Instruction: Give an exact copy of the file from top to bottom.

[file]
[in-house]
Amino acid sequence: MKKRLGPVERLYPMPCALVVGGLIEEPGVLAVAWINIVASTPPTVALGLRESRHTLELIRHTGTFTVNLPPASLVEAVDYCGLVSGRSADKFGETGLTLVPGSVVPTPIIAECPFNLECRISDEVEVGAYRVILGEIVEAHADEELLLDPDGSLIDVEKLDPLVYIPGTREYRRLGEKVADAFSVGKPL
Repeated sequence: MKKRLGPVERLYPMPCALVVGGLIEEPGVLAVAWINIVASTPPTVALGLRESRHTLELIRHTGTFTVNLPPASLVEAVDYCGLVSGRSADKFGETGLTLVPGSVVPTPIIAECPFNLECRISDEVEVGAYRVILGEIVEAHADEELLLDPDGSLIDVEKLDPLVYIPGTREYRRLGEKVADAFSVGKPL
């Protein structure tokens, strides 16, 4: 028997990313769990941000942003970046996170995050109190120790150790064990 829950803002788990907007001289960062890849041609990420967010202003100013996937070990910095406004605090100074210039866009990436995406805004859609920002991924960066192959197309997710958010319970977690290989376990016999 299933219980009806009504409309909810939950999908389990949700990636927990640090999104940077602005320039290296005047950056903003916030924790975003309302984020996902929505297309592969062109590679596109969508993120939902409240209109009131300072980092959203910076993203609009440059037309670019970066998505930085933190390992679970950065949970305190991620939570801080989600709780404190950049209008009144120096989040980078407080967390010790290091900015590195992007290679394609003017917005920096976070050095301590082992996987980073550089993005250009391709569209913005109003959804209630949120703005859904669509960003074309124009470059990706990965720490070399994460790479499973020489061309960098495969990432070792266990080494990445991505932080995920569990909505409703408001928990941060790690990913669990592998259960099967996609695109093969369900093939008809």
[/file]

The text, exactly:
[in-house]
Amino acid sequence: MKKRLGPVERLYPMPCALVVGGLIEEPGVLAVAWINIVASTPPTVALGLRESRHTLELIRHTGTFTVNLPPASLVEAVDYCGLVSGRSADKFGETGLTLVPGSVVPTPIIAECPFNLECRISDEVEVGAYRVILGEIVEAHADEELLLDPDGSLIDVEKLDPLVYIPGTREYRRLGEKVADAFSVGKPL
Repeated sequence: MKKRLGPVERLYPMPCALVVGGLIEEPGVLAVAWINIVASTPPTVALGLRESRHTLELIRHTGTFTVNLPPASLVEAVDYCGLVSGRSADKFGETGLTLVPGSVVPTPIIAECPFNLECRISDEVEVGAYRVILGEIVEAHADEELLLDPDGSLIDVEKLDPLVYIPGTREYRRLGEKVADAFSVGKPL
């Protein structure tokens, strides 16, 4: 028997990313769990941000942003970046996170995050109190120790150790064990 829950803002788990907007001289960062890849041609990420967010202003100013996937070990910095406004605090100074210039866009990436995406805004859609920002991924960066192959197309997710958010319970977690290989376990016999 299933219980009806009504409309909810939950999908389990949700990636927990640090999104940077602005320039290296005047950056903003916030924790975003309302984020996902929505297309592969062109590679596109969508993120939902409240209109009131300072980092959203910076993203609009440059037309670019970066998505930085933190390992679970950065949970305190991620939570801080989600709780404190950049209008009144120096989040980078407080967390010790290091900015590195992007290679394609003017917005920096976070050095301590082992996987980073550089993005250009391709569209913005109003959804209630949120703005859904669509960003074309124009470059990706990965720490070399994460790479499973020489061309960098495969990432070792266990080494990445991505932080995920569990909505409703408001928990941060790690990913669990592998259960099967996609695109093969369900093939008809």